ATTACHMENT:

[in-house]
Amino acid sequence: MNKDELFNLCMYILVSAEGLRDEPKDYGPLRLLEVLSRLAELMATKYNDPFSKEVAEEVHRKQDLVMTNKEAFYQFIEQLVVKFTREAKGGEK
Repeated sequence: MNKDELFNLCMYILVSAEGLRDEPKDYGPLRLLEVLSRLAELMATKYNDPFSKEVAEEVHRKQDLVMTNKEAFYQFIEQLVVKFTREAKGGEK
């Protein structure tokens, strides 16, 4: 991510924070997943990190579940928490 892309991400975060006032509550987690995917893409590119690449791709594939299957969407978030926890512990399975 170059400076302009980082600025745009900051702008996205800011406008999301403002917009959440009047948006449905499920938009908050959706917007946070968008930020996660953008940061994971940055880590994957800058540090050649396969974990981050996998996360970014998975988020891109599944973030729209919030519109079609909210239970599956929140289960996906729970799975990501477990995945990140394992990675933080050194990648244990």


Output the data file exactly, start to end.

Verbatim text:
[in-house]
Amino acid sequence: MNKDELFNLCMYILVSAEGLRDEPKDYGPLRLLEVLSRLAELMATKYNDPFSKEVAEEVHRKQDLVMTNKEAFYQFIEQLVVKFTREAKGGEK
Repeated sequence: MNKDELFNLCMYILVSAEGLRDEPKDYGPLRLLEVLSRLAELMATKYNDPFSKEVAEEVHRKQDLVMTNKEAFYQFIEQLVVKFTREAKGGEK
């Protein structure tokens, strides 16, 4: 991510924070997943990190579940928490 892309991400975060006032509550987690995917893409590119690449791709594939299957969407978030926890512990399975 170059400076302009980082600025745009900051702008996205800011406008999301403002917009959440009047948006449905499920938009908050959706917007946070968008930020996660953008940061994971940055880590994957800058540090050649396969974990981050996998996360970014998975988020891109599944973030729209919030519109079609909210239970599956929140289960996906729970799975990501477990995945990140394992990675933080050194990648244990």